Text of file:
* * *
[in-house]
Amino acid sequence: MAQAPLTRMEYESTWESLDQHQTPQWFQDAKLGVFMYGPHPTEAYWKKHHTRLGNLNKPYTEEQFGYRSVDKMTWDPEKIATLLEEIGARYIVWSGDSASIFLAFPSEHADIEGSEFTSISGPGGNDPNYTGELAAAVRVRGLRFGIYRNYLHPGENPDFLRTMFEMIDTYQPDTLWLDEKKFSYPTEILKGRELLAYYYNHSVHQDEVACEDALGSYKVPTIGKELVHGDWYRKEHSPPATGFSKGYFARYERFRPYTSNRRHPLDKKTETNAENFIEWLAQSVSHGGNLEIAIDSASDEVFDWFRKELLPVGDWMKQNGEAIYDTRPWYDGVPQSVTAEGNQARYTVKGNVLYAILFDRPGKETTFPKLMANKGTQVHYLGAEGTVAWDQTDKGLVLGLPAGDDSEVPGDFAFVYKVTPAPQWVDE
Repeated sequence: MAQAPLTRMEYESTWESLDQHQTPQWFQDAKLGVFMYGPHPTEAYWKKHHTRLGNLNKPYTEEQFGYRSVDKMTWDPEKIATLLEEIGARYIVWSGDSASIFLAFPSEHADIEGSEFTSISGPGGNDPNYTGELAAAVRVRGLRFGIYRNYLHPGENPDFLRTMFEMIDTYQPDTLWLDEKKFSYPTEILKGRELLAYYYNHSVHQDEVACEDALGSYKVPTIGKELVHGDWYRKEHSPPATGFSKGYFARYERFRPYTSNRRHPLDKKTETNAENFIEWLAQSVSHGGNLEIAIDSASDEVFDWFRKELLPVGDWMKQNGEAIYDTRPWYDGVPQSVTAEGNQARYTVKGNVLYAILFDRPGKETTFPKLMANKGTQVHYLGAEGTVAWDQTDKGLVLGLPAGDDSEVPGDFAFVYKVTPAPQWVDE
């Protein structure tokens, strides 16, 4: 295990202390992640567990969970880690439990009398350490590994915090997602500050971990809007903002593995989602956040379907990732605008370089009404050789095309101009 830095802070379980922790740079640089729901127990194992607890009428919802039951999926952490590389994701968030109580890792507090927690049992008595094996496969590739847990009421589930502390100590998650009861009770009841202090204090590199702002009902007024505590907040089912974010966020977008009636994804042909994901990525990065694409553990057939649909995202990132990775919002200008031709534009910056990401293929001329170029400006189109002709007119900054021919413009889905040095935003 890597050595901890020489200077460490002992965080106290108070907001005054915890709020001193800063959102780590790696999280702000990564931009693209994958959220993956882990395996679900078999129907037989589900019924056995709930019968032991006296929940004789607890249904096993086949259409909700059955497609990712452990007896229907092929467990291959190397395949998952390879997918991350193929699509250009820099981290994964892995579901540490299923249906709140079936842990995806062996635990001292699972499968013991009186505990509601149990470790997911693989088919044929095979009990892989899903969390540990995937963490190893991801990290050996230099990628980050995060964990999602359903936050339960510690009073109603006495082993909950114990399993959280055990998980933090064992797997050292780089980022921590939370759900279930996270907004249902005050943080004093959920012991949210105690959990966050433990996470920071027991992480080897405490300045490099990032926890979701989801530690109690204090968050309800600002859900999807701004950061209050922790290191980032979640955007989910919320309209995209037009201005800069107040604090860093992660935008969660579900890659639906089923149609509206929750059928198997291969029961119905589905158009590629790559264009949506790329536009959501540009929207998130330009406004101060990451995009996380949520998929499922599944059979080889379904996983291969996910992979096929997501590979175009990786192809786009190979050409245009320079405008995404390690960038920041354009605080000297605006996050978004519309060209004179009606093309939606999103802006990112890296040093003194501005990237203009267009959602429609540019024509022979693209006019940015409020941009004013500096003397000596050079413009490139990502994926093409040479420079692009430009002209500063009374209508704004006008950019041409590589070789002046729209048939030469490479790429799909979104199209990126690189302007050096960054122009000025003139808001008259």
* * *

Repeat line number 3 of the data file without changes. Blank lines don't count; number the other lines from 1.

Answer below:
Repeated sequence: MAQAPLTRMEYESTWESLDQHQTPQWFQDAKLGVFMYGPHPTEAYWKKHHTRLGNLNKPYTEEQFGYRSVDKMTWDPEKIATLLEEIGARYIVWSGDSASIFLAFPSEHADIEGSEFTSISGPGGNDPNYTGELAAAVRVRGLRFGIYRNYLHPGENPDFLRTMFEMIDTYQPDTLWLDEKKFSYPTEILKGRELLAYYYNHSVHQDEVACEDALGSYKVPTIGKELVHGDWYRKEHSPPATGFSKGYFARYERFRPYTSNRRHPLDKKTETNAENFIEWLAQSVSHGGNLEIAIDSASDEVFDWFRKELLPVGDWMKQNGEAIYDTRPWYDGVPQSVTAEGNQARYTVKGNVLYAILFDRPGKETTFPKLMANKGTQVHYLGAEGTVAWDQTDKGLVLGLPAGDDSEVPGDFAFVYKVTPAPQWVDE